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‘We just want to see our family’: Pandemic rules take toll on Valley families as relatives enter hospice care

One Valley family is now having to put their elderly mother into hospice care and can't get in to see her.

PHOENIX — Like most families who have parents in care facilities, it's been tough to visit or even catch up because of COVID-19. One Valley family is now having to put their elderly mother into hospice care and can't get in to see her.

"She's just taken a turn for the worst," Bruce Daugherty said.

He and his siblings have been trying to work with Brookdale Nursing Center. His 82-year-old mother, Avalon's health is hitting hurdles.

"Mom's mental capacity is deteriorating and she's lost a considerable amount of weight," he added.

He says they haven't been able to visit even via Zoom with their aging parents and now her health is slipping even further with no changes in site on visitation.

"Of course, it's going to get worse because you've taken the element of the family away from the situation.Now they don't have any family interaction," he added.

The couple has been married for 65 years and recently tested negative for COVID-19, leaving the family optimistic.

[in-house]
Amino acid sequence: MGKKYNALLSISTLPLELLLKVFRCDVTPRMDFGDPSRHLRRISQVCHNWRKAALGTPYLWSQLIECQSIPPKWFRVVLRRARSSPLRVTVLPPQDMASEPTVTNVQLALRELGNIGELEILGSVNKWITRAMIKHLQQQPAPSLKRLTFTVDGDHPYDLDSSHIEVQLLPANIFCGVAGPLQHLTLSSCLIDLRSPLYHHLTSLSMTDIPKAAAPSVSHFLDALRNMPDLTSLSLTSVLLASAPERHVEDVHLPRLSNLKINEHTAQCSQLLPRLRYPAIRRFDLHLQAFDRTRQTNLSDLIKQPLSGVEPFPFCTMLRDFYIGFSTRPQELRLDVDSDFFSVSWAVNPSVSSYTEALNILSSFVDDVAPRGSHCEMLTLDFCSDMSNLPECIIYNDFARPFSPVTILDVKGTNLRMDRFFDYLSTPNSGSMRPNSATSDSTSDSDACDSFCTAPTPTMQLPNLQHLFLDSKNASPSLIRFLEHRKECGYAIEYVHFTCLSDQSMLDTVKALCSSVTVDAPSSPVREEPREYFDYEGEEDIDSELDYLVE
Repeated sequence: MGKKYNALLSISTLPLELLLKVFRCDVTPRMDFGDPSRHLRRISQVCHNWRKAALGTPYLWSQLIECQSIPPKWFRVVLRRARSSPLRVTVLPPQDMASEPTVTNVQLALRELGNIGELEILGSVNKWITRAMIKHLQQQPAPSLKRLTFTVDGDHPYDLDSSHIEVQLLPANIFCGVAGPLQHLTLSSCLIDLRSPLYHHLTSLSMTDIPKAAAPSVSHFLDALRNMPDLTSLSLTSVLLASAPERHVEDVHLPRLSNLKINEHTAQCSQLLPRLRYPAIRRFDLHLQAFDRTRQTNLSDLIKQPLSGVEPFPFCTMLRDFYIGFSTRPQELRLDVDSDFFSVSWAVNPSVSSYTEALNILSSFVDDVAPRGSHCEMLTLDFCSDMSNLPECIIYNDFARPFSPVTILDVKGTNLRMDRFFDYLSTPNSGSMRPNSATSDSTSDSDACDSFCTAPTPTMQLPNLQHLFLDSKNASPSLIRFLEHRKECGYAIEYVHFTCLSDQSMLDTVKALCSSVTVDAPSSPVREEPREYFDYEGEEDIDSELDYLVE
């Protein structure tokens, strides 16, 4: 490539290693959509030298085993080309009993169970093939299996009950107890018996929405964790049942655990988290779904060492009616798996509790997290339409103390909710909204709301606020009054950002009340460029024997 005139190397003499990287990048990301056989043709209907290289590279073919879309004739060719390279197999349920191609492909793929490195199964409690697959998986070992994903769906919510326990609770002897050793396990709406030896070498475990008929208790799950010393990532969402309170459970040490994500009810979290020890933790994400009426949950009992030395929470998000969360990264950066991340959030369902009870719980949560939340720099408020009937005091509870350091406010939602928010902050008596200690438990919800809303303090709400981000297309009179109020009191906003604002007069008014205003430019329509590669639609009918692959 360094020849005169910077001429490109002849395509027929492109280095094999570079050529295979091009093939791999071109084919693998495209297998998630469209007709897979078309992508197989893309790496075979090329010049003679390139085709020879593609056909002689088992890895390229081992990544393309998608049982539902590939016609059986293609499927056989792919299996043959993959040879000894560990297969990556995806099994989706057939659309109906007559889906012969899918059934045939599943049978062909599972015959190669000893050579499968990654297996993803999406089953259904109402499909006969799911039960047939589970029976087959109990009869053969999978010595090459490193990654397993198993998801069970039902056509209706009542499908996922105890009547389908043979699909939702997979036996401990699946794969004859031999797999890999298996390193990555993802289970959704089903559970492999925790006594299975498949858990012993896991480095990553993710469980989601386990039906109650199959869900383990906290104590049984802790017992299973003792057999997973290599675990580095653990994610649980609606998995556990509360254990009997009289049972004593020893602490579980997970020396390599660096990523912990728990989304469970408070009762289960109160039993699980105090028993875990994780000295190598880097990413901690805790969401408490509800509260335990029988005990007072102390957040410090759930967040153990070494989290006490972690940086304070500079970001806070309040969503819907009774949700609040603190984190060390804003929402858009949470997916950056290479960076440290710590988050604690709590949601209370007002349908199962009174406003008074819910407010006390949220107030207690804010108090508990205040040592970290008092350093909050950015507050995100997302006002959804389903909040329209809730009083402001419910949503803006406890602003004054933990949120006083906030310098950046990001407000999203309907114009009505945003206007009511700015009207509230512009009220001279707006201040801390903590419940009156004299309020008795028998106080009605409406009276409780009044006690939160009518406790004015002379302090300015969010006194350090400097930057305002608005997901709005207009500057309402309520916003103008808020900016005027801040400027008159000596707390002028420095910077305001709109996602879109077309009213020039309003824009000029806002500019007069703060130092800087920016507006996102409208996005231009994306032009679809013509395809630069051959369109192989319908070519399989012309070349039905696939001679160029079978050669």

"We'll glove up, mask up, do whatever we need to do. We'll wear a hazmat suit if we have to just to see mom and dad -- stay six feet apart, no hugging, no kissing, just get to spend some time," he said.

The care facility, like so many across the Valley, is adhering to CDC guidelines and suggesting social platforms as a way to interact with loved ones.

"But now since mom is on a hospice if this becomes where mom is actively dying then at that point they will allow family in," he said.

Sadly, he says that's when it's already too late.

"We just want to see our family, and mom and dad and to put the element of family back into the situation, I think things would improve," Daugherty said.

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